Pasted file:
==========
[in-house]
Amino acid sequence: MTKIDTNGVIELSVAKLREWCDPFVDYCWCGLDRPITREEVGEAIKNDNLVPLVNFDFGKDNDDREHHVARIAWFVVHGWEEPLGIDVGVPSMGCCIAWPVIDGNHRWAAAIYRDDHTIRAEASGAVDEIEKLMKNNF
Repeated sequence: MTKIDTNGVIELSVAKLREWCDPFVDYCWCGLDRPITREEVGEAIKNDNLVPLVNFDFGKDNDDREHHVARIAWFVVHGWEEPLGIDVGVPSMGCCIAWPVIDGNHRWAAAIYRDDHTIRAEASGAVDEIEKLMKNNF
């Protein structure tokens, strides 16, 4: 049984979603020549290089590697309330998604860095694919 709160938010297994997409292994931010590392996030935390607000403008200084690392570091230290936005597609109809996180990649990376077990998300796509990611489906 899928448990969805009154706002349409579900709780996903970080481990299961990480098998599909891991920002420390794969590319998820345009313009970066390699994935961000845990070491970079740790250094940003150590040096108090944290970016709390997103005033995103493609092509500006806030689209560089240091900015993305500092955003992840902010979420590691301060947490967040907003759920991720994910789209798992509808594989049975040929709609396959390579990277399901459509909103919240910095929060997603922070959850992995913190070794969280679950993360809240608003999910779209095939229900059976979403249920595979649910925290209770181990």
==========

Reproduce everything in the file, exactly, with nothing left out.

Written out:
[in-house]
Amino acid sequence: MTKIDTNGVIELSVAKLREWCDPFVDYCWCGLDRPITREEVGEAIKNDNLVPLVNFDFGKDNDDREHHVARIAWFVVHGWEEPLGIDVGVPSMGCCIAWPVIDGNHRWAAAIYRDDHTIRAEASGAVDEIEKLMKNNF
Repeated sequence: MTKIDTNGVIELSVAKLREWCDPFVDYCWCGLDRPITREEVGEAIKNDNLVPLVNFDFGKDNDDREHHVARIAWFVVHGWEEPLGIDVGVPSMGCCIAWPVIDGNHRWAAAIYRDDHTIRAEASGAVDEIEKLMKNNF
């Protein structure tokens, strides 16, 4: 049984979603020549290089590697309330998604860095694919 709160938010297994997409292994931010590392996030935390607000403008200084690392570091230290936005597609109809996180990649990376077990998300796509990611489906 899928448990969805009154706002349409579900709780996903970080481990299961990480098998599909891991920002420390794969590319998820345009313009970066390699994935961000845990070491970079740790250094940003150590040096108090944290970016709390997103005033995103493609092509500006806030689209560089240091900015993305500092955003992840902010979420590691301060947490967040907003759920991720994910789209798992509808594989049975040929709609396959390579990277399901459509909103919240910095929060997603922070959850992995913190070794969280679950993360809240608003999910779209095939229900059976979403249920595979649910925290209770181990």